Residents may include those who need or wish to have available room, board, personal care and supervision due to age, infirmity, physical disability or social dependency. Residents with advanced or higher care needs may be accepted or retained if the resident can provide or arrange for care through appropriate private duty personnel, residents do not need continuous nursing care for more than 90 days and the provider can meet the resident's needs. Facilities may not enter into contracts with outside providers to deliver health related services. These services must be arranged by the resident, family members or the resident's representative. Residents must be discharged if a physician certifies that more than 90 days of continuous care is needed or the resident is a danger to themself or others.
Basic services provided include assistance with ADLs and IADLs, three meals a day, personal and other laundry, opportunities for individual and group socialization, housekeeping, services for residents who have behavior problems and recreation services and assistance with self-administration of medications. Providers must plan or arrange for health assessments, health care monitoring and assistance with health tasks as needed or requested. Facilities must have the capacity to provide transportation for medical services, personal services (barber/beauty), personal errands and social/recreational activities.
(SB 1560) The pilot project was designed to serve elderly Medicaid beneficiaries who can no longer live at home because they need additional care with ADLs but do not require continuous nursing care and have no alternative under the traditional model except institutional care.
Facilities may provide assistance with self-administration of medications, however, residents may be assisted with pouring or otherwise taking medications only if they are cognitive of what the medication is, what it is for and the need for the medication. Residents may contract witih an outside source for medication administration. Staff assisting with medications must have training on the policies and procedures for assistance.
Providers must demonstrate that sufficient staff are scheduled and available to meet the 24-hour scheduled and unscheduled needs of residents and show adequate coverage for each day and night. Assisted living facilities and shelter care facilities must have at least one awake staff on duty at night.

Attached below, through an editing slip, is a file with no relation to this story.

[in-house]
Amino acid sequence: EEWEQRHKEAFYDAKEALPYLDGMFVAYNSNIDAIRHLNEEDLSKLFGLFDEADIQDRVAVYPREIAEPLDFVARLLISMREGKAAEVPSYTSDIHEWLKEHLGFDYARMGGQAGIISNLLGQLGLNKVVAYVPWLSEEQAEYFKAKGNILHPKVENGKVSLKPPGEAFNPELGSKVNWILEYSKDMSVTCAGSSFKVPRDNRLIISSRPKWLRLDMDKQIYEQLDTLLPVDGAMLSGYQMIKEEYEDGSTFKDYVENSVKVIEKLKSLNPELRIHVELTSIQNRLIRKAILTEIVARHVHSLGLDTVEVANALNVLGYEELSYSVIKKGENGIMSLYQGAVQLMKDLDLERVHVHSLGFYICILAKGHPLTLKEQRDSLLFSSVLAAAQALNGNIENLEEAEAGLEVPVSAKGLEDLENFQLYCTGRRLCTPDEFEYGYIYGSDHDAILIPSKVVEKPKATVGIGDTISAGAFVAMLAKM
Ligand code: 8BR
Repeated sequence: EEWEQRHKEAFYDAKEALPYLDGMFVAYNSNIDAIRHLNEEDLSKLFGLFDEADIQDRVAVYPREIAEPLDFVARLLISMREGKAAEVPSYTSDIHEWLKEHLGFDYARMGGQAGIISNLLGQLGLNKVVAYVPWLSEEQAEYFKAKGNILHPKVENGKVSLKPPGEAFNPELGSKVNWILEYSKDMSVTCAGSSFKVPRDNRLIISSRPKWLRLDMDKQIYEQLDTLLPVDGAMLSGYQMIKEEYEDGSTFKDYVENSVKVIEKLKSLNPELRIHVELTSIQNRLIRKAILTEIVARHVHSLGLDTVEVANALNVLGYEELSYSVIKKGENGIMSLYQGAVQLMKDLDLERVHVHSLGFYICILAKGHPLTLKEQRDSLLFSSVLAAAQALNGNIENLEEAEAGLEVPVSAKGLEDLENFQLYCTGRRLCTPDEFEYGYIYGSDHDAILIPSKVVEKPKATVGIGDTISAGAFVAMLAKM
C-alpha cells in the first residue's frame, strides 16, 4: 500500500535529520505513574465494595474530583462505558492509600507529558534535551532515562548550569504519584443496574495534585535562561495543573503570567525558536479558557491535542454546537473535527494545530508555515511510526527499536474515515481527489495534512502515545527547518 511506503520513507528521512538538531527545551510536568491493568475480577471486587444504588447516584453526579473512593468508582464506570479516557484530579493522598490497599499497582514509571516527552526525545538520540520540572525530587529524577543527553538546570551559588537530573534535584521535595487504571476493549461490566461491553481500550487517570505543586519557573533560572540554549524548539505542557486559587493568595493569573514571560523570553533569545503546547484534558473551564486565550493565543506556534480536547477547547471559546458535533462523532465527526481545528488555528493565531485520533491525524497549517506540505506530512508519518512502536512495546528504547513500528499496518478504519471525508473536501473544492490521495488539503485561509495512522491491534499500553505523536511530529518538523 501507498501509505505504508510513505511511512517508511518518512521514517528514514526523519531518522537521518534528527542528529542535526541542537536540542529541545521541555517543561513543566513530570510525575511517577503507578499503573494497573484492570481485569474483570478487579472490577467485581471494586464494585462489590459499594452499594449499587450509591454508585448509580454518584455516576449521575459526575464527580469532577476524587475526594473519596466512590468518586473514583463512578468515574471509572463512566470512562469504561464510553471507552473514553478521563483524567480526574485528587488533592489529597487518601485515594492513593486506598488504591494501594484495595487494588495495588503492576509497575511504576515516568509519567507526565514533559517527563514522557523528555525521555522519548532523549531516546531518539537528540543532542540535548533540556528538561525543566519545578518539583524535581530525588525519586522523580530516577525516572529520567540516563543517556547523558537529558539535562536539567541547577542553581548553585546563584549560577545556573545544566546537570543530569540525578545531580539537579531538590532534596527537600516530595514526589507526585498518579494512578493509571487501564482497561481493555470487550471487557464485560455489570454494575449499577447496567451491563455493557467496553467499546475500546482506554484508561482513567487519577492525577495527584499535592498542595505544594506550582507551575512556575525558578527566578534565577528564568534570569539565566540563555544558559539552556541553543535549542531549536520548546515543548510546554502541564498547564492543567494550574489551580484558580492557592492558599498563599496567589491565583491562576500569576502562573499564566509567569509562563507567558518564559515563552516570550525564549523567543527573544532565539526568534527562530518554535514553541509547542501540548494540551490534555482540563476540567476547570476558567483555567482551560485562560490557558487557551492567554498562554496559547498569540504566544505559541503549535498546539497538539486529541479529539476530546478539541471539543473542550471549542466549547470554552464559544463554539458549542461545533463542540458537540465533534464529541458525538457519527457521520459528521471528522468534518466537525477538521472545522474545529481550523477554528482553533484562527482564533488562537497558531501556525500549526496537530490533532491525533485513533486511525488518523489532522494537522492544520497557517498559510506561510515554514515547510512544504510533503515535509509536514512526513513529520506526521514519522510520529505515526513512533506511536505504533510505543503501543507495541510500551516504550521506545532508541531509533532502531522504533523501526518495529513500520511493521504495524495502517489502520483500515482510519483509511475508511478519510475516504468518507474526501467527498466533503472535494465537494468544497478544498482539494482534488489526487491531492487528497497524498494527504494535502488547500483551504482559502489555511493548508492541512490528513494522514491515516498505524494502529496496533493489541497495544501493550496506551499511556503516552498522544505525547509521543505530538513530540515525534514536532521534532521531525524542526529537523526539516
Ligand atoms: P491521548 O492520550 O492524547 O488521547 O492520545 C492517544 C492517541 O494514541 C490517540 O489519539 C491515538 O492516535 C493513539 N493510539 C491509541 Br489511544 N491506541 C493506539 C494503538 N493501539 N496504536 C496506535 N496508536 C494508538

Administrators must be 21 years of age. Assisted living administrators must have a bachelor's degree plus two years of experience in the field of health, social, management administration or in lieu of a degree, six years of experience and education or a master's degree in geriatrics, health care administration or a human service related field.
Shelter care home administrators must have two years of college and two years experience or four years experience in lieu of college or a bachelor's degree. Personal care home administrators must have two years of college training plus one year experience or three years of experience in lieu of college or a bachelor's degree.
Staff An orientation program shall include but not be limited to thorough coverage of the following areas: facility policies and procedures, emergency and evacuation procedures, resident's rights, procedures for and legal requirements concerning the reporting of abuse and critical incidents, and instruction in the specific responsibilities of each employee's job. Direct care staff orientation must cover training in resident care services (personal care), infection control and any specialized training to meet resident needs. All direct care staff must receive certification in first aide.
An annual training plan must be developed that includes the topics covered by the orientation.
Licenses may be denied based on a criminal conviction of any board member, owner or staff if the act that caused the conviction would cause harm to a resident if repeated. Providers must include the results of a criminal history check in each employee's personnel file.
The Department of Health shall make at least annual inspections. Complaints are to be reviewed and investigated by the appropriate state agency.
The proposed licensing fee would be $75 plus an initial fee of $25.